The Best Thing That Happened This Week: The Navy Yard Got Legs

We'll take Group X's brand of many-tentacled public art over that Lipchitz dreck any day.

Photo by Claire Sasko

When I was a kid, growing up in Glenside, we drove into the city regularly — to visit relatives, go to museums, see the Wanamaker’s Christmas show. We came down Kelly Drive (then the East River Drive), and as we did, we passed a whole succession of stuffy white-guy statues: Abraham Lincoln, Anthony Wayne, Ulysses S. Grant, a Pilgrim, a cowboy, all those freaky dudes in the Ellen Phillips Samuel Memorial. (I’m just gonna say it: Lipchitz was a hack.) It was pretty much the U.S. Senate until you got to Joan of Arc, so bright and pretty and shiny, so much cooler than those other guys.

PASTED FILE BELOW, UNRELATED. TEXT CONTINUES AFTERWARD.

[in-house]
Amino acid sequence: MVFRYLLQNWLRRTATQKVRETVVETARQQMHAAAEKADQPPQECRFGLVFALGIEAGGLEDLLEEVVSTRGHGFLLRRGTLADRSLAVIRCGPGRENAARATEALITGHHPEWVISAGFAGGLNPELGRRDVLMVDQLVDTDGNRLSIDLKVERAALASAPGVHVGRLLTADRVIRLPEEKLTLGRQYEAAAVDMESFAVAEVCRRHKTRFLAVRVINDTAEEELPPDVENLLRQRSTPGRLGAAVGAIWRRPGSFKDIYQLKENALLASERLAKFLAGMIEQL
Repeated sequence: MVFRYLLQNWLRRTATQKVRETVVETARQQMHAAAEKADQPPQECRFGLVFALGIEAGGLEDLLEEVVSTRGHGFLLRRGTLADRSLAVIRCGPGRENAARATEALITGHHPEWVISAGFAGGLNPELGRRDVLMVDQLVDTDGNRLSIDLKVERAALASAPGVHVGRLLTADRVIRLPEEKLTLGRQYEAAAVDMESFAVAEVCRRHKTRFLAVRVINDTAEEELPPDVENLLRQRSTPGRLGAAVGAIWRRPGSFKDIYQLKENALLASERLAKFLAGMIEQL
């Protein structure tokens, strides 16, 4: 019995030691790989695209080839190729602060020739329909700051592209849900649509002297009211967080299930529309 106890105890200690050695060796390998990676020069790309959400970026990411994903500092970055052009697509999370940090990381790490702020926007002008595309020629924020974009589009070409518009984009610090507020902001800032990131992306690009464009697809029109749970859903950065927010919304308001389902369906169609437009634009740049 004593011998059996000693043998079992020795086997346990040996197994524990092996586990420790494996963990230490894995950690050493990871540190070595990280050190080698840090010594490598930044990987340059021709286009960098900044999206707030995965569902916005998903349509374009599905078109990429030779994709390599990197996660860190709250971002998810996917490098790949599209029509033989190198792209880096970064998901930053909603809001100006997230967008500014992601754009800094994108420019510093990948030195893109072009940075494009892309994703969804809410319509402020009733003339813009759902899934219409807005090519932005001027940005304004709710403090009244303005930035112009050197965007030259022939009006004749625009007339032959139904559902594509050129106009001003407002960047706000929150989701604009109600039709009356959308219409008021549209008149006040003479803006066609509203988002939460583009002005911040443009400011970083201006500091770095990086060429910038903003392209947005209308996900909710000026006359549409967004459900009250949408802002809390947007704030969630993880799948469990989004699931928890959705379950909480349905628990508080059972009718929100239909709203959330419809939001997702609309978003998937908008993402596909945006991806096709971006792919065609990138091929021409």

And I thought she was cool.

Well. On Monday, which just happens to be International Octopus Day, the Navy Yard came under attack by a vast blue-and-purple something with 20 legs as much as 40 feet long sprouting out of a warehouse’s windows and roof. The installation by Filthy Luker and Pedro Estrellas, organized by Group X, is weird and wonderful and on view through November 16th, so hurry on down.

There are a couple different ways to think about the city’s shift from public art that celebrates politicians and military generals and whatever the hell Lipchitz was doing to public art that makes you laugh in delight. One could posit that we’ve devolved into a people who don’t take much of anything seriously — who no longer have heroes to commemorate. One could contemplate the brouhahas over Mayor Rizzo’s memorial and the Rocky statue and conclude that in this world gone P.C.-mad, it’s safer to celebrate sea serpents than risk getting toppled like poor Thorfinn Karlsefni. (Vikings suck, anyway.)

Or you could be forgiven for regretting that Sea Monsters HERE will only be sticking around until November 16th, while The Spirit of Enterprise is apparently ours forever. Suckers.